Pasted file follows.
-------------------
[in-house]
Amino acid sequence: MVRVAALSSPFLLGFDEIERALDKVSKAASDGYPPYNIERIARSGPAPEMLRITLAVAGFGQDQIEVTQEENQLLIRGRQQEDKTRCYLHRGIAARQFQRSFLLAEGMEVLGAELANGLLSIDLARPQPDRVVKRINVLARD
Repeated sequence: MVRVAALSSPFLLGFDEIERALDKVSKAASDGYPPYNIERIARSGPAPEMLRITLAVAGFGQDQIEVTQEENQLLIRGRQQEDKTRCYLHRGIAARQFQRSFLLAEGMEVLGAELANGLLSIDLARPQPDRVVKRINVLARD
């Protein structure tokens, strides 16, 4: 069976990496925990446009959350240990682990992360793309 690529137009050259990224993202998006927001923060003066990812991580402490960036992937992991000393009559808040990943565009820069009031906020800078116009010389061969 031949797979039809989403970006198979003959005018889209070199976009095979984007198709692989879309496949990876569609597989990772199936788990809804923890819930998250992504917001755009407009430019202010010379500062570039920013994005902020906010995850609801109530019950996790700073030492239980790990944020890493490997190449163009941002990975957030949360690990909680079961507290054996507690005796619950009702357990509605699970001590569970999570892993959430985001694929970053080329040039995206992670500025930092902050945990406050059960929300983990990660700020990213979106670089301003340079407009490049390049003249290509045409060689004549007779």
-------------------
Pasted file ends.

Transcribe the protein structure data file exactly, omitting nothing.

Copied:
[in-house]
Amino acid sequence: MVRVAALSSPFLLGFDEIERALDKVSKAASDGYPPYNIERIARSGPAPEMLRITLAVAGFGQDQIEVTQEENQLLIRGRQQEDKTRCYLHRGIAARQFQRSFLLAEGMEVLGAELANGLLSIDLARPQPDRVVKRINVLARD
Repeated sequence: MVRVAALSSPFLLGFDEIERALDKVSKAASDGYPPYNIERIARSGPAPEMLRITLAVAGFGQDQIEVTQEENQLLIRGRQQEDKTRCYLHRGIAARQFQRSFLLAEGMEVLGAELANGLLSIDLARPQPDRVVKRINVLARD
């Protein structure tokens, strides 16, 4: 069976990496925990446009959350240990682990992360793309 690529137009050259990224993202998006927001923060003066990812991580402490960036992937992991000393009559808040990943565009820069009031906020800078116009010389061969 031949797979039809989403970006198979003959005018889209070199976009095979984007198709692989879309496949990876569609597989990772199936788990809804923890819930998250992504917001755009407009430019202010010379500062570039920013994005902020906010995850609801109530019950996790700073030492239980790990944020890493490997190449163009941002990975957030949360690990909680079961507290054996507690005796619950009702357990509605699970001590569970999570892993959430985001694929970053080329040039995206992670500025930092902050945990406050059960929300983990990660700020990213979106670089301003340079407009490049390049003249290509045409060689004549007779």